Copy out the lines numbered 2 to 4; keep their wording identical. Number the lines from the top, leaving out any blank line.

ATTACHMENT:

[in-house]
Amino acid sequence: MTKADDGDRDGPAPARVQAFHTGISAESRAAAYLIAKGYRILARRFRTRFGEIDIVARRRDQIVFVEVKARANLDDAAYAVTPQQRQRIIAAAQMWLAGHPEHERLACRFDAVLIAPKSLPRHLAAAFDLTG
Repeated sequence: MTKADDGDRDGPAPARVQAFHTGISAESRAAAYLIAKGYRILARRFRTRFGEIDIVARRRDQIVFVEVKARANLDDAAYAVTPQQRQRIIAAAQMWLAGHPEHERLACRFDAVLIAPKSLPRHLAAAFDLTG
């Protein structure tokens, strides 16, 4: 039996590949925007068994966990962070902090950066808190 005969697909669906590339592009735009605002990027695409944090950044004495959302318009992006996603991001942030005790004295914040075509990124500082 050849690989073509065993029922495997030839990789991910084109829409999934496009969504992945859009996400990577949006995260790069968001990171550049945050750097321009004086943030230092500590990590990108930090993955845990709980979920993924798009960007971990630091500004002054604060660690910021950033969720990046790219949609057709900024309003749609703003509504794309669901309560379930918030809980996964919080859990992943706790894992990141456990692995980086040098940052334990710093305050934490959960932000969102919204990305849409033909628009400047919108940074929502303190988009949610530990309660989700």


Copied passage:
Amino acid sequence: MTKADDGDRDGPAPARVQAFHTGISAESRAAAYLIAKGYRILARRFRTRFGEIDIVARRRDQIVFVEVKARANLDDAAYAVTPQQRQRIIAAAQMWLAGHPEHERLACRFDAVLIAPKSLPRHLAAAFDLTG
Repeated sequence: MTKADDGDRDGPAPARVQAFHTGISAESRAAAYLIAKGYRILARRFRTRFGEIDIVARRRDQIVFVEVKARANLDDAAYAVTPQQRQRIIAAAQMWLAGHPEHERLACRFDAVLIAPKSLPRHLAAAFDLTG
């Protein structure tokens, strides 16, 4: 039996590949925007068994966990962070902090950066808190 005969697909669906590339592009735009605002990027695409944090950044004495959302318009992006996603991001942030005790004295914040075509990124500082 050849690989073509065993029922495997030839990789991910084109829409999934496009969504992945859009996400990577949006995260790069968001990171550049945050750097321009004086943030230092500590990590990108930090993955845990709980979920993924798009960007971990630091500004002054604060660690910021950033969720990046790219949609057709900024309003749609703003509504794309669901309560379930918030809980996964919080859990992943706790894992990141456990692995980086040098940052334990710093305050934490959960932000969102919204990305849409033909628009400047919108940074929502303190988009949610530990309660989700």